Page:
Like today, the Tudor Parliament consisted of the House of Lords (the Upper House (and the House of Commons (the Lower House). In the Lords sat the bishops and the aristocrats, and in the commons sat the common people. Although elections were held for the lower house, who was made a member of parliament depended very much on who was supported by important people in the locality, and elections were often rigged. Only those with a certain annual income could vote, and only men.
The main function of Parliament was to pass laws and grant the Queen money when she needed it. However, the Queen could make laws without Parliament's consent, in what were called ROYAL PROCLAMATIONS, if she wanted, and so if for some reason she and the Privy Council could not get Parliament to pass certain measures, they could resort to proclamations. Tudor monarchs tended only to summon Parliament for major governmental reforms or for money, and money was the main reason that Elizabeth summoned hers. Parliament did not have anywhere near as much power as it has today, and there was no Prime Minister or any political parties. It was up to the Queen when a Parliament was called, and over the course of her long reign, Parliament sat only a few times.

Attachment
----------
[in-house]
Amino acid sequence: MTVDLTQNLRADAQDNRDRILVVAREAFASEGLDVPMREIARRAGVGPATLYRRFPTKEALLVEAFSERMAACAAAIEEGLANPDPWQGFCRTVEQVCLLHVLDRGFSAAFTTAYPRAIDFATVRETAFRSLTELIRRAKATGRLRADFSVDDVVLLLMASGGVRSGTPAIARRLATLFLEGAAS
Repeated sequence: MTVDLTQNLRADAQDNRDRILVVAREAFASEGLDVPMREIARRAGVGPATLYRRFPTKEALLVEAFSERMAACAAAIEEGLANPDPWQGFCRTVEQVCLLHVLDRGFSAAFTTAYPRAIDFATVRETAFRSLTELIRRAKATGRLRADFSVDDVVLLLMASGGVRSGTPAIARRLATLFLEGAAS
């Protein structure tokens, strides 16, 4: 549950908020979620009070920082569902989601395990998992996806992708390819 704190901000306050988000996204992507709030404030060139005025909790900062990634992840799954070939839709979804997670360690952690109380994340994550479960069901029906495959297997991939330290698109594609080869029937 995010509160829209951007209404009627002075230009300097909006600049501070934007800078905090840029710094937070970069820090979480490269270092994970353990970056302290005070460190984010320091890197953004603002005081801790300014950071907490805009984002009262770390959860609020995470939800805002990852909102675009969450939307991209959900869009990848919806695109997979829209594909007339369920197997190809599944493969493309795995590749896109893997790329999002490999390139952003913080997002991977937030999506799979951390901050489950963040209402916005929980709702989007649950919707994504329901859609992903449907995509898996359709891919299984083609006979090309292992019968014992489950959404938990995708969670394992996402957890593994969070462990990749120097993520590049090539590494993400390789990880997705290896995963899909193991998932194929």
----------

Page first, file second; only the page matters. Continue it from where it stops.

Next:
25 January - 8 May 1559
12 January - 10 April 1563
30 September 1566 - 2 January 1567
2 April - 29 May 1571
8 May - 30 June 1572
8 February - 15 March 1576
16 January - 18 March 1581
23 November 1584 - 23 March 1587
29 October 1586 - 23 March 1587
4 February - 29 March 1589
19 February - 10 April 1593
24 October 1597 - 9 February 1598
17 October - 19 December 1601